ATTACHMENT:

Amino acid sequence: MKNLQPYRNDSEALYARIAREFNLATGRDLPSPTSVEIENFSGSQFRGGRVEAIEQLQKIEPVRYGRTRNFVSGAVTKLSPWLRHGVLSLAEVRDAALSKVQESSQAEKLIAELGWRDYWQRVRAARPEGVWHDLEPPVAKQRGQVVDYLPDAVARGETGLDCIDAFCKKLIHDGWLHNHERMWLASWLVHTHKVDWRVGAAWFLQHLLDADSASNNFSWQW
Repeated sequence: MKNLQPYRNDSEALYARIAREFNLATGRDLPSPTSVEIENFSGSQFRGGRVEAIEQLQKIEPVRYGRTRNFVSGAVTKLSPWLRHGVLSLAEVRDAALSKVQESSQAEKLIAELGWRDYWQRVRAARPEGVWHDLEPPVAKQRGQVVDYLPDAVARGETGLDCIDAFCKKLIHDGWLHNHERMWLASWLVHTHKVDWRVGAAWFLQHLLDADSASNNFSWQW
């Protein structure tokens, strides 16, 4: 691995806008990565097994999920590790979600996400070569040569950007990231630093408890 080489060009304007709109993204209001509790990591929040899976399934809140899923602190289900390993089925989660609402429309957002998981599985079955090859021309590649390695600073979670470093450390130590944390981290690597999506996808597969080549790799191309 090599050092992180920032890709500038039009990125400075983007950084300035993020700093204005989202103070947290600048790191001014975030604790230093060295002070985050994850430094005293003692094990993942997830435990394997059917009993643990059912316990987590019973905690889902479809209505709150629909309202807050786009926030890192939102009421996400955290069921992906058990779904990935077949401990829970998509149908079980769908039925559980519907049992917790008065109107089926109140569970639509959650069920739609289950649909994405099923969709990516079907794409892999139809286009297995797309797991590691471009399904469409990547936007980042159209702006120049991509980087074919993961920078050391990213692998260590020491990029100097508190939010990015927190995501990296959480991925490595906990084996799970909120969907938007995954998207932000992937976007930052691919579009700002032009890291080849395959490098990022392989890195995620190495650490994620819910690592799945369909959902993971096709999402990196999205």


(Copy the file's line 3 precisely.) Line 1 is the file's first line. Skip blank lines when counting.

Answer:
């Protein structure tokens, strides 16, 4: 691995806008990565097994999920590790979600996400070569040569950007990231630093408890 080489060009304007709109993204209001509790990591929040899976399934809140899923602190289900390993089925989660609402429309957002998981599985079955090859021309590649390695600073979670470093450390130590944390981290690597999506996808597969080549790799191309 090599050092992180920032890709500038039009990125400075983007950084300035993020700093204005989202103070947290600048790191001014975030604790230093060295002070985050994850430094005293003692094990993942997830435990394997059917009993643990059912316990987590019973905690889902479809209505709150629909309202807050786009926030890192939102009421996400955290069921992906058990779904990935077949401990829970998509149908079980769908039925559980519907049992917790008065109107089926109140569970639509959650069920739609289950649909994405099923969709990516079907794409892999139809286009297995797309797991590691471009399904469409990547936007980042159209702006120049991509980087074919993961920078050391990213692998260590020491990029100097508190939010990015927190995501990296959480991925490595906990084996799970909120969907938007995954998207932000992937976007930052691919579009700002032009890291080849395959490098990022392989890195995620190495650490994620819910690592799945369909959902993971096709999402990196999205």